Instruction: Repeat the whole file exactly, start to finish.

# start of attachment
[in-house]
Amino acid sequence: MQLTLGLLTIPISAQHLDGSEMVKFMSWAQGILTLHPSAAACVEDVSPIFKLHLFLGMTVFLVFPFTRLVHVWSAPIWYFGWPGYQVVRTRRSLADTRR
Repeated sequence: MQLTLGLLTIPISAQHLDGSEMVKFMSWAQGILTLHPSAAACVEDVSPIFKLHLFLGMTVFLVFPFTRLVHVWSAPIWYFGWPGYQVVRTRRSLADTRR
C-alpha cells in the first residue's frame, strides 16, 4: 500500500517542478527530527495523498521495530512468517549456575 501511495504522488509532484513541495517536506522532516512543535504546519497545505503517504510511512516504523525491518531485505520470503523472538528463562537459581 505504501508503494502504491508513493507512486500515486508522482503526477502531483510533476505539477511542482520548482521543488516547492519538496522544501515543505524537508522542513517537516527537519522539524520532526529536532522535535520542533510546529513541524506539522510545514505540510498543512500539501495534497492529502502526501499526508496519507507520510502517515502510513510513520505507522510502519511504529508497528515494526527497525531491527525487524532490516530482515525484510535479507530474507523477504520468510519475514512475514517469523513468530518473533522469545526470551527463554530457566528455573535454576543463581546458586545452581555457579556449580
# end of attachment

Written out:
[in-house]
Amino acid sequence: MQLTLGLLTIPISAQHLDGSEMVKFMSWAQGILTLHPSAAACVEDVSPIFKLHLFLGMTVFLVFPFTRLVHVWSAPIWYFGWPGYQVVRTRRSLADTRR
Repeated sequence: MQLTLGLLTIPISAQHLDGSEMVKFMSWAQGILTLHPSAAACVEDVSPIFKLHLFLGMTVFLVFPFTRLVHVWSAPIWYFGWPGYQVVRTRRSLADTRR
C-alpha cells in the first residue's frame, strides 16, 4: 500500500517542478527530527495523498521495530512468517549456575 501511495504522488509532484513541495517536506522532516512543535504546519497545505503517504510511512516504523525491518531485505520470503523472538528463562537459581 505504501508503494502504491508513493507512486500515486508522482503526477502531483510533476505539477511542482520548482521543488516547492519538496522544501515543505524537508522542513517537516527537519522539524520532526529536532522535535520542533510546529513541524506539522510545514505540510498543512500539501495534497492529502502526501499526508496519507507520510502517515502510513510513520505507522510502519511504529508497528515494526527497525531491527525487524532490516530482515525484510535479507530474507523477504520468510519475514512475514517469523513468530518473533522469545526470551527463554530457566528455573535454576543463581546458586545452581555457579556449580